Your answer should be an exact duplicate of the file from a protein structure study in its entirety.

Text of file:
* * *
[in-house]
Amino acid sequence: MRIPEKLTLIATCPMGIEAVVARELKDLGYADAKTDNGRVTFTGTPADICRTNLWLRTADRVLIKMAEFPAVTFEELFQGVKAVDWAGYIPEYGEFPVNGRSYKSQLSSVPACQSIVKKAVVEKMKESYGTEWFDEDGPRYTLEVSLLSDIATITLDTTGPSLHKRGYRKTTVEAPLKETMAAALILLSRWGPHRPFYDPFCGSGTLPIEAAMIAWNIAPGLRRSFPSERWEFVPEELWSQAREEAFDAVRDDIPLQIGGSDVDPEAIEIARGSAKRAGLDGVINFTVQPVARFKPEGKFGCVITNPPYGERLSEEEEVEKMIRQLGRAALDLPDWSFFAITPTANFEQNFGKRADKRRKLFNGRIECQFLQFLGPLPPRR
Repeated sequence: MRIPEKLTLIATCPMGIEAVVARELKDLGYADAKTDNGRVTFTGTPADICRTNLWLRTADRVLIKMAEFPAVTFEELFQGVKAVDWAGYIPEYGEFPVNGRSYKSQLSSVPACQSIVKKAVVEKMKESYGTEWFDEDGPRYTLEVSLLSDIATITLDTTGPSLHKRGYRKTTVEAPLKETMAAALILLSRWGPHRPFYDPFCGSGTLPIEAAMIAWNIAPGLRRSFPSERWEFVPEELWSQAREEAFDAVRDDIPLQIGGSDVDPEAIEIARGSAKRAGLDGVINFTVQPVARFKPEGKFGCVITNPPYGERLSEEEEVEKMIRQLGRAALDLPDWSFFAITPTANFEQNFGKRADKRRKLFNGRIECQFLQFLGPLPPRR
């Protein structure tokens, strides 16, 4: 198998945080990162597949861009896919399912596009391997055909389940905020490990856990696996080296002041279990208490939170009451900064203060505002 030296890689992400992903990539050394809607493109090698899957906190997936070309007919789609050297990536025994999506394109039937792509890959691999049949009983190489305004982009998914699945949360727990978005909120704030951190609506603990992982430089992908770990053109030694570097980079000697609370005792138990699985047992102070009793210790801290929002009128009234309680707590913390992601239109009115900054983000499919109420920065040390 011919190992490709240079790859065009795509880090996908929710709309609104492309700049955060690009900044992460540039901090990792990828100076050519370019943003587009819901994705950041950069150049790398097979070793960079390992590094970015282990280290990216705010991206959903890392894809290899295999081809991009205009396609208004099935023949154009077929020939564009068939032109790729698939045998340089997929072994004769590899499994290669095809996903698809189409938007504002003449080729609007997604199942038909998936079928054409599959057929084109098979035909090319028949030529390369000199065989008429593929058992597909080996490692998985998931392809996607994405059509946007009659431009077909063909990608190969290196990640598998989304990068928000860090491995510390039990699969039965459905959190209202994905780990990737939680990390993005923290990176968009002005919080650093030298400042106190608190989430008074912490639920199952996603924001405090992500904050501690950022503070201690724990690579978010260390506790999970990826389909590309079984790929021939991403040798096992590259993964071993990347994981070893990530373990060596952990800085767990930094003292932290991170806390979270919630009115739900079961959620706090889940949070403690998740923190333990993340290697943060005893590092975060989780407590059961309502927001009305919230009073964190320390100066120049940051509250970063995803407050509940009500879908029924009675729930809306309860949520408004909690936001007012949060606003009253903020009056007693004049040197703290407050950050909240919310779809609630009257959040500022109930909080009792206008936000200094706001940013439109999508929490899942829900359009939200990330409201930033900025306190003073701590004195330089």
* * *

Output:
[in-house]
Amino acid sequence: MRIPEKLTLIATCPMGIEAVVARELKDLGYADAKTDNGRVTFTGTPADICRTNLWLRTADRVLIKMAEFPAVTFEELFQGVKAVDWAGYIPEYGEFPVNGRSYKSQLSSVPACQSIVKKAVVEKMKESYGTEWFDEDGPRYTLEVSLLSDIATITLDTTGPSLHKRGYRKTTVEAPLKETMAAALILLSRWGPHRPFYDPFCGSGTLPIEAAMIAWNIAPGLRRSFPSERWEFVPEELWSQAREEAFDAVRDDIPLQIGGSDVDPEAIEIARGSAKRAGLDGVINFTVQPVARFKPEGKFGCVITNPPYGERLSEEEEVEKMIRQLGRAALDLPDWSFFAITPTANFEQNFGKRADKRRKLFNGRIECQFLQFLGPLPPRR
Repeated sequence: MRIPEKLTLIATCPMGIEAVVARELKDLGYADAKTDNGRVTFTGTPADICRTNLWLRTADRVLIKMAEFPAVTFEELFQGVKAVDWAGYIPEYGEFPVNGRSYKSQLSSVPACQSIVKKAVVEKMKESYGTEWFDEDGPRYTLEVSLLSDIATITLDTTGPSLHKRGYRKTTVEAPLKETMAAALILLSRWGPHRPFYDPFCGSGTLPIEAAMIAWNIAPGLRRSFPSERWEFVPEELWSQAREEAFDAVRDDIPLQIGGSDVDPEAIEIARGSAKRAGLDGVINFTVQPVARFKPEGKFGCVITNPPYGERLSEEEEVEKMIRQLGRAALDLPDWSFFAITPTANFEQNFGKRADKRRKLFNGRIECQFLQFLGPLPPRR
């Protein structure tokens, strides 16, 4: 198998945080990162597949861009896919399912596009391997055909389940905020490990856990696996080296002041279990208490939170009451900064203060505002 030296890689992400992903990539050394809607493109090698899957906190997936070309007919789609050297990536025994999506394109039937792509890959691999049949009983190489305004982009998914699945949360727990978005909120704030951190609506603990992982430089992908770990053109030694570097980079000697609370005792138990699985047992102070009793210790801290929002009128009234309680707590913390992601239109009115900054983000499919109420920065040390 011919190992490709240079790859065009795509880090996908929710709309609104492309700049955060690009900044992460540039901090990792990828100076050519370019943003587009819901994705950041950069150049790398097979070793960079390992590094970015282990280290990216705010991206959903890392894809290899295999081809991009205009396609208004099935023949154009077929020939564009068939032109790729698939045998340089997929072994004769590899499994290669095809996903698809189409938007504002003449080729609007997604199942038909998936079928054409599959057929084109098979035909090319028949030529390369000199065989008429593929058992597909080996490692998985998931392809996607994405059509946007009659431009077909063909990608190969290196990640598998989304990068928000860090491995510390039990699969039965459905959190209202994905780990990737939680990390993005923290990176968009002005919080650093030298400042106190608190989430008074912490639920199952996603924001405090992500904050501690950022503070201690724990690579978010260390506790999970990826389909590309079984790929021939991403040798096992590259993964071993990347994981070893990530373990060596952990800085767990930094003292932290991170806390979270919630009115739900079961959620706090889940949070403690998740923190333990993340290697943060005893590092975060989780407590059961309502927001009305919230009073964190320390100066120049940051509250970063995803407050509940009500879908029924009675729930809306309860949520408004909690936001007012949060606003009253903020009056007693004049040197703290407050950050909240919310779809609630009257959040500022109930909080009792206008936000200094706001940013439109999508929490899942829900359009939200990330409201930033900025306190003073701590004195330089």